The Cause of Stability: The Answer to Why there is Something Rather than Nothing
Protons and neutrons are made of up-quarks and down-quarks, and they have almost the same mass. But protons are stable, and neutrons are not. Why? A free neutron, i.e. a neutron not bound inside an atom, decays in minutes. Protons, on the other hand, are the most stable things in the physical universe. No one has ever seen a proton decay, - ever. Particle physicists who think everything decays (radioactivity and the second law of thermodynamics), using methods that seem to work for everything else, estimate that the proton has a half-life of 1031 to 1036 years. The estimated age of the big-bang universe is a little more than 1010, to be exact, 13.8 x109 years. No wonder no one has seen one decay! If they decay at all, we’ll have to wait more than 1021 years to witness the first proton come apart.
Spinning Objects and Symmetry
A lump of clay will be pulled apart by centrifugal force, and pieces of it will fly off a potter’s wheel, if it is asymmetric. Because of Newton’s third law of motion and the expansion of the universe, elementary particles are spinning. It follows that stable elementary particles must be symmetrical, and spinning particles made of two or more of these elementary particles must also be symmetrical to be stable. Thus, the first thing we can infer about the proton, the most stable thing in the universe, is that its form must be symmetric. This also implies something about the form of up-quarks and down-quarks, and how they combine to form the proton: They must be symmetrical spinning objects, and they must be combined symmetrically to form protons.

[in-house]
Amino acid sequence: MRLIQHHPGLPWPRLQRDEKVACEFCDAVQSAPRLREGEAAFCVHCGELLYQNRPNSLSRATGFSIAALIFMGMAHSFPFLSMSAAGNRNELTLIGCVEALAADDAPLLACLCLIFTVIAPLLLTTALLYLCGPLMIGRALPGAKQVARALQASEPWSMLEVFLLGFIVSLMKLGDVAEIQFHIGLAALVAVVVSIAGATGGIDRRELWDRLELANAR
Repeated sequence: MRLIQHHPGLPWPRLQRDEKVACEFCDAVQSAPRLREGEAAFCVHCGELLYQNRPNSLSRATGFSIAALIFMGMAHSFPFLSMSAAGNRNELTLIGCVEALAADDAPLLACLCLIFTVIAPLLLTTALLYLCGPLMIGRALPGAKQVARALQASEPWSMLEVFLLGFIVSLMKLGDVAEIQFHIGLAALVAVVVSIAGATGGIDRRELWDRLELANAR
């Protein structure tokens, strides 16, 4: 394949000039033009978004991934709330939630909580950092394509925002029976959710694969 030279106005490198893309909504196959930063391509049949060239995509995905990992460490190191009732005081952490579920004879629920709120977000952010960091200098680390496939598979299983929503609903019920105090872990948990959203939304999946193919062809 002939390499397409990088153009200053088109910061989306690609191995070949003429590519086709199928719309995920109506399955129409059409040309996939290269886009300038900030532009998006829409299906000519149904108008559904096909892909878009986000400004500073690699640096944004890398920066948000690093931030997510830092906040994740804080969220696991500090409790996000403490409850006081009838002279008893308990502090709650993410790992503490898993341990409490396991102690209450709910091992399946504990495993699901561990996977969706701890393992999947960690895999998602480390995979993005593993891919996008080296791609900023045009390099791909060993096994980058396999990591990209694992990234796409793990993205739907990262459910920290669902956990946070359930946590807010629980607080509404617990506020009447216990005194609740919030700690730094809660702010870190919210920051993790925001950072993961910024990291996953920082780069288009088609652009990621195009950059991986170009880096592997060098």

Originally, I used Triadic Rotational Units of Equivalence (TRUE) and the Calculus of Dimensional Distinctions (CoDD) to prove that the proton could not be symmetrical, and therefore, would not be stable, unless the up-quarks and down-quarks that comprise it contain very specific numbers of TRUE of a third something, that has no mass or energy, i.e., a non-physical component. We called that third something gimmel. Later, I worked out exactly what those TRUE amounts had to be, using straight-forward math. The details of those determinations can be found at: